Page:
Vox fair in banning ads

Yearbook advertisements are being eliminated this year, and good riddance. The exorbitantly expensive advertisements, which cost $950 per page, were mostly purchased by senior parents saying congratulations and farewell to their children, but in recent years, have served only as vanity pages.

Some parents bought multiple pages for their child, making an extravagant, statement that overshadows other advertisements. Other students had professional photographers take pictures for their ad page, turning the ad into an airbrushed, unnatural-looking headshot.

The advertisements created a focus on wealthy students and families who could afford to spend  money on ads, when the yearbook should instead be focused on the achievements of the student body, regardless of Affluence.

Because the majority of seniors purchased a senior advertisement, the remaining seniors felt pressure to buy an ad, even if they were unable to afford the high price. To many families, $950 is a major sacrifice, and our school costs enough already without parents being saddled with an additional cost senior year.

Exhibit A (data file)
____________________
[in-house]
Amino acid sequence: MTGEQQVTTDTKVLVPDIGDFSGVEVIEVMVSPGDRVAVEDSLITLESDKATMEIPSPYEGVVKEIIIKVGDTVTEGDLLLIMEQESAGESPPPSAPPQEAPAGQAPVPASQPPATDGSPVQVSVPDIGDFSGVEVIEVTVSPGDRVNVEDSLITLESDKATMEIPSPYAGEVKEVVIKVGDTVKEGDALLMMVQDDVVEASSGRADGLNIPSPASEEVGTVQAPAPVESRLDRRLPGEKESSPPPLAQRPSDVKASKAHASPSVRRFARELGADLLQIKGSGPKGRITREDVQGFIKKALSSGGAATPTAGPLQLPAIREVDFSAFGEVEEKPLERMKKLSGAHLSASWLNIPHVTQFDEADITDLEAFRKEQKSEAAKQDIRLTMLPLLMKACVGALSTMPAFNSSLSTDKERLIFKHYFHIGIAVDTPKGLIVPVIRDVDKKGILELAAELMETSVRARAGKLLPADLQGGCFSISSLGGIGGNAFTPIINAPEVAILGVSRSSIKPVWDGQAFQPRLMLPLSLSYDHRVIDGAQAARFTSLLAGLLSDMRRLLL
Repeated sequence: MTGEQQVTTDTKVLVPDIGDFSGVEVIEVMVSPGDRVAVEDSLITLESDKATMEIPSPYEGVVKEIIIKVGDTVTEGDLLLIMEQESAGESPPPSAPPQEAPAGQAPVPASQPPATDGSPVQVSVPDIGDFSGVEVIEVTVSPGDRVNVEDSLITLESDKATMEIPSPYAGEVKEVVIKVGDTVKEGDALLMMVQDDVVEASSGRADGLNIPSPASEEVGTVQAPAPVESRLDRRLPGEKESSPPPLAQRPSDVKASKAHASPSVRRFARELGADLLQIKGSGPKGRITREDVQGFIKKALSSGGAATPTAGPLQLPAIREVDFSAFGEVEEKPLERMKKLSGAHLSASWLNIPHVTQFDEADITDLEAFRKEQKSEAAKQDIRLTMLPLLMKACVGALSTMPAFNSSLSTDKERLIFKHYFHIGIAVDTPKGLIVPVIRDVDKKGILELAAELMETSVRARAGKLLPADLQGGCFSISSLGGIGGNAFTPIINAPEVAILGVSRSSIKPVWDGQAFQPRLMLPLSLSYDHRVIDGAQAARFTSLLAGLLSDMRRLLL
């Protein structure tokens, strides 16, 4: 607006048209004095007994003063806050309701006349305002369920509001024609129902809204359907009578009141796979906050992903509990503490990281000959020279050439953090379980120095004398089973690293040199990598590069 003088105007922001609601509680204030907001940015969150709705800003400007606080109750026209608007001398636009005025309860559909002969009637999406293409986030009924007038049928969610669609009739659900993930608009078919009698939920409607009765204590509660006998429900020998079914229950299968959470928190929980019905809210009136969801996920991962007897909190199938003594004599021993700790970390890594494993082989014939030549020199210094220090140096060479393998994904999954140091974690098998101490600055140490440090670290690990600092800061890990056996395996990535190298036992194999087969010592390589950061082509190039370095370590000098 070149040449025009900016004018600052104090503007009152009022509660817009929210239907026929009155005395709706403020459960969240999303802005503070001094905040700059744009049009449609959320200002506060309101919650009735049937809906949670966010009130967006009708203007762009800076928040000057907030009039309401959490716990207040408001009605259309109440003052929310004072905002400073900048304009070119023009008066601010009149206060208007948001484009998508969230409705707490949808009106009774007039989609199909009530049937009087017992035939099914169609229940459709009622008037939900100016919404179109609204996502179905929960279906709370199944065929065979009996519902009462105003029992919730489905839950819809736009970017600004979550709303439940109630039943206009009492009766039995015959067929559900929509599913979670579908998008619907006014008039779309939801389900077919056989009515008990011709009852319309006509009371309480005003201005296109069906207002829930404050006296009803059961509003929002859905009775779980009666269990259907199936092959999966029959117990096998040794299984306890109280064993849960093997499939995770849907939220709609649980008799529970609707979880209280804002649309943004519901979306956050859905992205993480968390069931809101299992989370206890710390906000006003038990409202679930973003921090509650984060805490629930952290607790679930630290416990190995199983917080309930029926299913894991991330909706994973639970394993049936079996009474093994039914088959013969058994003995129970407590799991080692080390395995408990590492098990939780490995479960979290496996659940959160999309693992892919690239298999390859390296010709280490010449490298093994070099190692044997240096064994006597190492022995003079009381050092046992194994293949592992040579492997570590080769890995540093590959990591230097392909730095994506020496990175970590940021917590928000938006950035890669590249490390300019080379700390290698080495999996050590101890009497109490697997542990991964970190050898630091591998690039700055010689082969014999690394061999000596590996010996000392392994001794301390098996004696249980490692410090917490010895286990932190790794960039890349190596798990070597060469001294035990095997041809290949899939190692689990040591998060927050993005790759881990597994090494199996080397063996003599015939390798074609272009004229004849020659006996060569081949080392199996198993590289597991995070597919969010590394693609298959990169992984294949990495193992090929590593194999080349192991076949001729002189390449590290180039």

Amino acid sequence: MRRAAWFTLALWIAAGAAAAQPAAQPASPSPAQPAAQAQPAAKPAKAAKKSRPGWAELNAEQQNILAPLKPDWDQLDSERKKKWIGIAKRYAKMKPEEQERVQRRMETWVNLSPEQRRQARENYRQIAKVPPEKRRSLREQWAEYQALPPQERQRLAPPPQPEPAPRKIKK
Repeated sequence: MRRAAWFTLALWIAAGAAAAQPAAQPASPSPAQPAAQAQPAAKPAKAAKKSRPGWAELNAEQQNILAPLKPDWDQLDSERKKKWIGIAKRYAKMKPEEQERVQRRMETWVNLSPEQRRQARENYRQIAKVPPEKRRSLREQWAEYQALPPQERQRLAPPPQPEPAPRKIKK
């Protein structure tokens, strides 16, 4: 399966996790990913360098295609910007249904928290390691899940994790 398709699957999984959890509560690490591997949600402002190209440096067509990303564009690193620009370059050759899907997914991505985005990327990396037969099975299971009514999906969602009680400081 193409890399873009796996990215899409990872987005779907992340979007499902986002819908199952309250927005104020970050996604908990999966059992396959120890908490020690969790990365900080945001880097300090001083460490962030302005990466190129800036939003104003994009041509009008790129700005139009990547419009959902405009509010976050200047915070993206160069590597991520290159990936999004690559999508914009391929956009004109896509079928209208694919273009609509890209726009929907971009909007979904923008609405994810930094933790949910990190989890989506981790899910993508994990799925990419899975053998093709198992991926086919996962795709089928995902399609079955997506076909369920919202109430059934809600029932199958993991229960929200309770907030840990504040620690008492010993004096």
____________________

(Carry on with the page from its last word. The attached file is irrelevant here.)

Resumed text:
Our yearbook is large and heavy, with 504 full color, glossy pages in last year’s book. Cutting out advertisements will make the yearbook more convenient to lug up and down the stairs of the campus with the additional benefit of improving the quality of the remaining pages.

Rather than spending hours upon hours on telephones and in meetings with parents, yearbook staff members will now be able to devote more of their time to editing their writing and improving the design of their pages.

Since the yearbook is no longer earning money from the advertisements, in all likelihood, the student body will have to shoulder the cost in another way. The price of an individual yearbook may increase or the cost may be built into our future tuition. Still, even if the price of a yearbook is increased from $70 to $100, over six years that will cost an additional $180, significantly less than the cheapest ad available, a half page for $475.

Seniors are not being denied the right to make their own pages, because “Reflections,” a special, seniors-only publication, gives every senior the right to design their own page and a copy of “Reflections” for only $100.

We are ridiculed enough for the affluence of our student body. We don’t need to emphasize it by filling more than a quarter of our yearbook with expensive messages from the wealthy among us. Without advertisements, the spotlight shines not upon our money, but upon the talented members of our student body, where it rightfully belongs.